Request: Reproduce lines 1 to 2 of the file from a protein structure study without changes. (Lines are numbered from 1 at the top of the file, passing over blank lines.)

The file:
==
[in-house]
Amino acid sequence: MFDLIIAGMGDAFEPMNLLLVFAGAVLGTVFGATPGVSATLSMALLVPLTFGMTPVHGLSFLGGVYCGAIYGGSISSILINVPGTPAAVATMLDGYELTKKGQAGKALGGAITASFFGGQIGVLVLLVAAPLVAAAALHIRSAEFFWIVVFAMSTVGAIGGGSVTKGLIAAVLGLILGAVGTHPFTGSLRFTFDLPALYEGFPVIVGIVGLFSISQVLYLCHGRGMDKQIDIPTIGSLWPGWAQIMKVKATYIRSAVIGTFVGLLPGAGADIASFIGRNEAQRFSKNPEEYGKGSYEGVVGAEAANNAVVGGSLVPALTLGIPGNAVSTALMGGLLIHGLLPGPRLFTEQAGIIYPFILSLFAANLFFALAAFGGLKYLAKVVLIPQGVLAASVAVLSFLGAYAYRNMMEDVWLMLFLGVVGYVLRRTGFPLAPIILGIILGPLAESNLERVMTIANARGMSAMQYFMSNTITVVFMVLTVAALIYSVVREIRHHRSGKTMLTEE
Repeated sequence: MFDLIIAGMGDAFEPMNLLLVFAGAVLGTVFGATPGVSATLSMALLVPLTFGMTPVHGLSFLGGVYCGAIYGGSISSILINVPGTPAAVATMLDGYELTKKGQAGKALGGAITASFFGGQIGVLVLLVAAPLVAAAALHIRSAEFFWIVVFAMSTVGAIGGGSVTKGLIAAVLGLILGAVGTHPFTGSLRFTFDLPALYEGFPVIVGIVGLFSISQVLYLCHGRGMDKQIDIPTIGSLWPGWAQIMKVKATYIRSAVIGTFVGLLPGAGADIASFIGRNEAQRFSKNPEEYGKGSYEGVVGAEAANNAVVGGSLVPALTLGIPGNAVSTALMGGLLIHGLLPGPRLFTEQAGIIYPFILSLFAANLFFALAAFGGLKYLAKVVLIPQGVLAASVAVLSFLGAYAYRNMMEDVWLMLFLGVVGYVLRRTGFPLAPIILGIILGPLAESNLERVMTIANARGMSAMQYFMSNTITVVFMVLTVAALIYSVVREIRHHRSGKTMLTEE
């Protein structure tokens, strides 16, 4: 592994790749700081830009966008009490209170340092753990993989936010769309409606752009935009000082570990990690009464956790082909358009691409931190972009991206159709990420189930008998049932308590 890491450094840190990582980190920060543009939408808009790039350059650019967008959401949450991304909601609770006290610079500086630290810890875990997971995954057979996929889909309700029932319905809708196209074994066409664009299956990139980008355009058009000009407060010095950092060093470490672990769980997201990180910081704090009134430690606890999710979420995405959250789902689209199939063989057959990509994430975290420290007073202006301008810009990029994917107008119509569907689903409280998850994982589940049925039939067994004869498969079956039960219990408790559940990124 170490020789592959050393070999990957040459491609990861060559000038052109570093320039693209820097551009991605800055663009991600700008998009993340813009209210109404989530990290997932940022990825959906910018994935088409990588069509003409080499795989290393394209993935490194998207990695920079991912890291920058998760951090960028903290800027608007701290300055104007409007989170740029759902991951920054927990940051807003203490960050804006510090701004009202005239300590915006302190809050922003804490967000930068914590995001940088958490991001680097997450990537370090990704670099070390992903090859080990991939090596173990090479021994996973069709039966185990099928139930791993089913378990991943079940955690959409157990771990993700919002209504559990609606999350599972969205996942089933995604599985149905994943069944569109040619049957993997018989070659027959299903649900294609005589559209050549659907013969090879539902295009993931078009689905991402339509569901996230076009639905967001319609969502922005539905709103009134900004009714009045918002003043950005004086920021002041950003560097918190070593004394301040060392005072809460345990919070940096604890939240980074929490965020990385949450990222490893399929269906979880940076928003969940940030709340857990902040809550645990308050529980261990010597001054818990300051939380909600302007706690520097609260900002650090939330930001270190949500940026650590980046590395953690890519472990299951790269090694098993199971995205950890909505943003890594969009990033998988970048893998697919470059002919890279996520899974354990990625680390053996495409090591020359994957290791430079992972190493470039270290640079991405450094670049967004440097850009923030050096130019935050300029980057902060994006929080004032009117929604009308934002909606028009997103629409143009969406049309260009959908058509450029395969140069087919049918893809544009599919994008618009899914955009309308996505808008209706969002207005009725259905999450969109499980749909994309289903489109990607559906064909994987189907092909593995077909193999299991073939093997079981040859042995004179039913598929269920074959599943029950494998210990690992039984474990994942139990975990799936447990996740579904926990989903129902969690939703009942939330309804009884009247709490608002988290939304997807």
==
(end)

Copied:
[in-house]
Amino acid sequence: MFDLIIAGMGDAFEPMNLLLVFAGAVLGTVFGATPGVSATLSMALLVPLTFGMTPVHGLSFLGGVYCGAIYGGSISSILINVPGTPAAVATMLDGYELTKKGQAGKALGGAITASFFGGQIGVLVLLVAAPLVAAAALHIRSAEFFWIVVFAMSTVGAIGGGSVTKGLIAAVLGLILGAVGTHPFTGSLRFTFDLPALYEGFPVIVGIVGLFSISQVLYLCHGRGMDKQIDIPTIGSLWPGWAQIMKVKATYIRSAVIGTFVGLLPGAGADIASFIGRNEAQRFSKNPEEYGKGSYEGVVGAEAANNAVVGGSLVPALTLGIPGNAVSTALMGGLLIHGLLPGPRLFTEQAGIIYPFILSLFAANLFFALAAFGGLKYLAKVVLIPQGVLAASVAVLSFLGAYAYRNMMEDVWLMLFLGVVGYVLRRTGFPLAPIILGIILGPLAESNLERVMTIANARGMSAMQYFMSNTITVVFMVLTVAALIYSVVREIRHHRSGKTMLTEE